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A ray of light moving parallel to the x-axis gets reflected from a parabolic mirror whose equation is$ (y – 3)^2 = 8(x + 1)$. After reflection, the ray must pass through the point

(A) (1, 3)

(B) (–1, 3)

(C) (1, –3)

(D) (–1, –3)

My approach: Let the ray of light is y=c

As it is a mirror it will reflect at $90^o$ but I am not able to proceed from here

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    $\begingroup$ The reflected ray will pass through the focus of the parabola. $\endgroup$ Aug 26 '19 at 4:32
  • $\begingroup$ can you give me any reference that reflected rays passes through focus $\endgroup$ Aug 26 '19 at 4:36
  • $\begingroup$ here $\endgroup$ Aug 26 '19 at 5:18
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I'll give you the approach. You know the equation of parabolic mirror. The meeting point of this mirror with ray will be $(\frac{(c-3)^2}{8}-1,c)$ .

You can find the normal of the parabola at this point which is $\frac{-dx}{dy}$ . The angle that this ray $y=c$ makes with the normal is the angle the reflected ray will make with the normal. (law of reflection)

So, you have the slope of reflected line and you know it passes through $(\frac{(c-3)^2}{8}-1,c)$. So, you can find the equation of the reflected line.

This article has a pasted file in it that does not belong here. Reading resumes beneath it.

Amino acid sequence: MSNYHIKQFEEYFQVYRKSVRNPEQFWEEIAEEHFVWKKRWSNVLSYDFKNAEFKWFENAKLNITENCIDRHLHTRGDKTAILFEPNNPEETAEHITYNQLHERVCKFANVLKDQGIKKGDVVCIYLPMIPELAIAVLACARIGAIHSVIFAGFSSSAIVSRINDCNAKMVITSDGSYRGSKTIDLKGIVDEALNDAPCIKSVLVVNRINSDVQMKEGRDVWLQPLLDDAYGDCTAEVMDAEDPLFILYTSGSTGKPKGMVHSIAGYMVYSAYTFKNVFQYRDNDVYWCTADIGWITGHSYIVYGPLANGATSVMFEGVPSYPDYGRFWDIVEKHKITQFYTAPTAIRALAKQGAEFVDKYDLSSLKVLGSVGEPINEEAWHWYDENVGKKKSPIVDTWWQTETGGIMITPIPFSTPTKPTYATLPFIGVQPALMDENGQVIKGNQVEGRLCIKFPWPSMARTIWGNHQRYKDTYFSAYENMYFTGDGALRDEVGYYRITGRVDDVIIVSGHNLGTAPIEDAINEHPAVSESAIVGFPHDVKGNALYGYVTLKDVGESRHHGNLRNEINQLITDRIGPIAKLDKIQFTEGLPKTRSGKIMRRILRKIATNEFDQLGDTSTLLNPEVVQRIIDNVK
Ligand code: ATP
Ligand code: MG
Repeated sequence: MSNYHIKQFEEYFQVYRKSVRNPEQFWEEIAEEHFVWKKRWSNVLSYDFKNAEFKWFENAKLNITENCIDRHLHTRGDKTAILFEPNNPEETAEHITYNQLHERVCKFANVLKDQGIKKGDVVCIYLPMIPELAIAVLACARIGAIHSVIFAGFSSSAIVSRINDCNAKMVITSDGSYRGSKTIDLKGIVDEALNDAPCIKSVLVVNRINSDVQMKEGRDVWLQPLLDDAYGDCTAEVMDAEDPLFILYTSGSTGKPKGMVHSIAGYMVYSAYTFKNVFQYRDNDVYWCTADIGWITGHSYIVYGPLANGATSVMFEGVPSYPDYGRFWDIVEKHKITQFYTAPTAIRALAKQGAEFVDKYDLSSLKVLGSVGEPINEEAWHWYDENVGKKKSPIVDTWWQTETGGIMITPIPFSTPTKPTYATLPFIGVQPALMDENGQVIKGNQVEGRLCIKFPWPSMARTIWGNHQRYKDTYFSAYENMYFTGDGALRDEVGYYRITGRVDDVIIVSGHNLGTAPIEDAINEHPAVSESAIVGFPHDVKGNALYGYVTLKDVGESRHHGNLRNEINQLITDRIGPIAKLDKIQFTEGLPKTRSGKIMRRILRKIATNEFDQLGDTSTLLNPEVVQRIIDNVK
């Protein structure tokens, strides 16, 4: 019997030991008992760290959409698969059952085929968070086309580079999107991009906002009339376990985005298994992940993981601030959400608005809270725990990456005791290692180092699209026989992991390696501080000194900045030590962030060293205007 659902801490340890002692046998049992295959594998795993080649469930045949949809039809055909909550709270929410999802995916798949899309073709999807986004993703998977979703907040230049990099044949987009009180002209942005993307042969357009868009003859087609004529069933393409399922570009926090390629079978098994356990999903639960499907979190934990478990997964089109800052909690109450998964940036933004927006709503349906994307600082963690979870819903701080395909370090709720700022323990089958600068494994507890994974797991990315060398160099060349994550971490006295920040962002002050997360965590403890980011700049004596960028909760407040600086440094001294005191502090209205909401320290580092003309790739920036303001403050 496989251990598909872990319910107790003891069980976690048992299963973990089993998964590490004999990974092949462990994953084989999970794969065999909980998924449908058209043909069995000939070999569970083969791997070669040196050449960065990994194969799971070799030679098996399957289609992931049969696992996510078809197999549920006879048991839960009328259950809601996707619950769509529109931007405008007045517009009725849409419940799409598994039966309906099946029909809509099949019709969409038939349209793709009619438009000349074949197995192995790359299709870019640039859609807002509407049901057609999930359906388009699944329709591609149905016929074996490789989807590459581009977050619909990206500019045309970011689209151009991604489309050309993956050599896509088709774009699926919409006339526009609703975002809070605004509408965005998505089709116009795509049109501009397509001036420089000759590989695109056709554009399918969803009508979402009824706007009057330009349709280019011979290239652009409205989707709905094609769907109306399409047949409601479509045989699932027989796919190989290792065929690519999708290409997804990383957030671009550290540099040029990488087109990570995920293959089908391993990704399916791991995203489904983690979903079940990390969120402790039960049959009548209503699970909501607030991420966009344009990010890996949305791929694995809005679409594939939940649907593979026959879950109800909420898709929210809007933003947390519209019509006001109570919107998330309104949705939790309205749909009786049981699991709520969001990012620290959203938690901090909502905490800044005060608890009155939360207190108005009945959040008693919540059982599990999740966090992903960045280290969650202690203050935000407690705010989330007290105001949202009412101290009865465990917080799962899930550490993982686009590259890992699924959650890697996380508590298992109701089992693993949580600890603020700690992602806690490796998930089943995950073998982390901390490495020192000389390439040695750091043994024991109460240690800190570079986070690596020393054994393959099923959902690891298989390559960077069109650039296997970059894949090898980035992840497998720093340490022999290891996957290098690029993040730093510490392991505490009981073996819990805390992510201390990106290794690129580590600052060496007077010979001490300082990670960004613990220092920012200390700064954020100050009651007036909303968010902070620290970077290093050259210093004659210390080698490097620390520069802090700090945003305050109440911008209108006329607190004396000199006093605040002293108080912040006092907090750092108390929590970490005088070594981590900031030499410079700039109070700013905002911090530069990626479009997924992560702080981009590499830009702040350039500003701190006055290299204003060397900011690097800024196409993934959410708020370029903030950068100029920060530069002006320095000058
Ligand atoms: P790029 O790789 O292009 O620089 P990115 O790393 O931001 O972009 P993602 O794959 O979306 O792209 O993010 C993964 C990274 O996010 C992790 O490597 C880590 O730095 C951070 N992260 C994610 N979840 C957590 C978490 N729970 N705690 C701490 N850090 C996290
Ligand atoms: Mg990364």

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You can proceed by a process of elimination.

The parabola’s axis is clearly parallel to the $x$-axis, and you can read from its equation that its vertex is at $(-1,3)$. You’re looking for a point through which the reflection of every ray parallel to the axis passes. So, the ray that reflects off the vertex must also pass through through this point, but this ray is just reflected back onto itself, so the answer must be either A or B.

For any $m\ne0$, there is a point on the parabola at which the tangent to it has slope equal to $m$. In particular, there is a point which is not the vertex at which the tangent makes a 45-degree angle with the $x$-axis, hence so does the normal to the parabola at that point. The reflection of an incoming horizontal ray that strikes the mirror at this point is vertical, but this reflected ray then can’t pass through the parabola’s vertex, which leaves A as the only possibility. This happens to be the parabola’s focus, as noted in a comment to your question.

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